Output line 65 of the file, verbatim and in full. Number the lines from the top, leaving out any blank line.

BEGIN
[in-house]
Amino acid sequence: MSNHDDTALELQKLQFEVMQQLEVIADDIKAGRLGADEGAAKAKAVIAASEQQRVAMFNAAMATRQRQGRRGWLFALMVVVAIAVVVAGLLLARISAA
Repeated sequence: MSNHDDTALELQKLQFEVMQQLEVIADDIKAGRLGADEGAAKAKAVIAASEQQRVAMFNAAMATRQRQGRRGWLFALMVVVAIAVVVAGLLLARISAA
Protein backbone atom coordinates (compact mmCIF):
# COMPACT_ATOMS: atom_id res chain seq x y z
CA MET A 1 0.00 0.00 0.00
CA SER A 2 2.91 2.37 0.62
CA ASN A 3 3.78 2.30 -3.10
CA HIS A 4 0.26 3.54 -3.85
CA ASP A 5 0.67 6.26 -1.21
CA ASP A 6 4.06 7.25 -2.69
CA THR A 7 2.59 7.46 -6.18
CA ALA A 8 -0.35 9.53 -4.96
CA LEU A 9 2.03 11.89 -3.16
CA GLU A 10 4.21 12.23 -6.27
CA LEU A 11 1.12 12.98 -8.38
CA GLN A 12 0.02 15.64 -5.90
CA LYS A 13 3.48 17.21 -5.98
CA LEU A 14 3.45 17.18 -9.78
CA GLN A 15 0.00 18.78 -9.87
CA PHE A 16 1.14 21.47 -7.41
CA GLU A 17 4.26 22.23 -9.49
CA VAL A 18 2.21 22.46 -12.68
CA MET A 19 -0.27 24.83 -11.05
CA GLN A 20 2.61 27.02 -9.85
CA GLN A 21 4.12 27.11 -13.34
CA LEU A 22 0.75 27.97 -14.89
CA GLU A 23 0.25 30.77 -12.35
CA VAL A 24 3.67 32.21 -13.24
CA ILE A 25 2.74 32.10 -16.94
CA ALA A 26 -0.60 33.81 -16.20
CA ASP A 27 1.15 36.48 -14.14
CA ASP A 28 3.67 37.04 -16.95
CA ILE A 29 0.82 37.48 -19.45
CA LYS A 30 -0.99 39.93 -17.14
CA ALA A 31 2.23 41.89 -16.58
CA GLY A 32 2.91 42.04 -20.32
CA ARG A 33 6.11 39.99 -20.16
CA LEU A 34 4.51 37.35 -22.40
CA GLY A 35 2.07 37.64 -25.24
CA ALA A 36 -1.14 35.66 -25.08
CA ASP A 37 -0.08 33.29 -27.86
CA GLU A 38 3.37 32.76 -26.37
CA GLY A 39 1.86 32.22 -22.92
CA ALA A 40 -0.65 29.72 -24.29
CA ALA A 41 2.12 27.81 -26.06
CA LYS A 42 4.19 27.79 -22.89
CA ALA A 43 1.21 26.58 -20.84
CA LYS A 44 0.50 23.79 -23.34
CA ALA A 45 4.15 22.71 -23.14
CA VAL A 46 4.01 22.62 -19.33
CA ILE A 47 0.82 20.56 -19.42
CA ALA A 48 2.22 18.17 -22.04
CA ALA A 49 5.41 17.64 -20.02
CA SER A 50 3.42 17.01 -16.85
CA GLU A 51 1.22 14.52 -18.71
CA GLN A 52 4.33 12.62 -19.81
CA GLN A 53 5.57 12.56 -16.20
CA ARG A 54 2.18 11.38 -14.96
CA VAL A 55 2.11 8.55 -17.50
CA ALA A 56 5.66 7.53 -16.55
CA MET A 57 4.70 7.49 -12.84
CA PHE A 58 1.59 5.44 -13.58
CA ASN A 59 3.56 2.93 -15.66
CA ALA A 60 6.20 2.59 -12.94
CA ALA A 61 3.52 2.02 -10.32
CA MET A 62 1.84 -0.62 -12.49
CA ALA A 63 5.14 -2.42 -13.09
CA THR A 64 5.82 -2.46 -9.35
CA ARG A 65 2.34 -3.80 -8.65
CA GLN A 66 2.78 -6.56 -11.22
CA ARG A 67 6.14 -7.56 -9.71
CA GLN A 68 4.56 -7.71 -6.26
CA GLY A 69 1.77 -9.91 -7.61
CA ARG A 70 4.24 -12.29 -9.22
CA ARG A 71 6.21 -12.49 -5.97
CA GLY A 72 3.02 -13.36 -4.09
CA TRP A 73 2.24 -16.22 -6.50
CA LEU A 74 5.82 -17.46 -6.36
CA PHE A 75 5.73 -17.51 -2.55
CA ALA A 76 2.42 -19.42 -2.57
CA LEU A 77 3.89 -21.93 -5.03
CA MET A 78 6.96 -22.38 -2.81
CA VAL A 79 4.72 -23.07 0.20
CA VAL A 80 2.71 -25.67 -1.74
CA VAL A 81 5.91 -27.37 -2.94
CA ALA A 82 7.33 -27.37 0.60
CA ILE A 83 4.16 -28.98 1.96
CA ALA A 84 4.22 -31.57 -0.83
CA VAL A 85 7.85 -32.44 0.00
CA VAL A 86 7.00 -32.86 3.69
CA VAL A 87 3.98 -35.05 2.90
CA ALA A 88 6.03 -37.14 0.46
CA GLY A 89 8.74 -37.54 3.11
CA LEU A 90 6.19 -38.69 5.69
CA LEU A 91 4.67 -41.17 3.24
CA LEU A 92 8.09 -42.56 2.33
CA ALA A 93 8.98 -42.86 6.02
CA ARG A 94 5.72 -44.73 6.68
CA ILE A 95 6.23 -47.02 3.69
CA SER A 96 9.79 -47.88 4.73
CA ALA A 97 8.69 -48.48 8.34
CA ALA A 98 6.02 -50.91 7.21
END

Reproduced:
CA ALA A 60 6.20 2.59 -12.94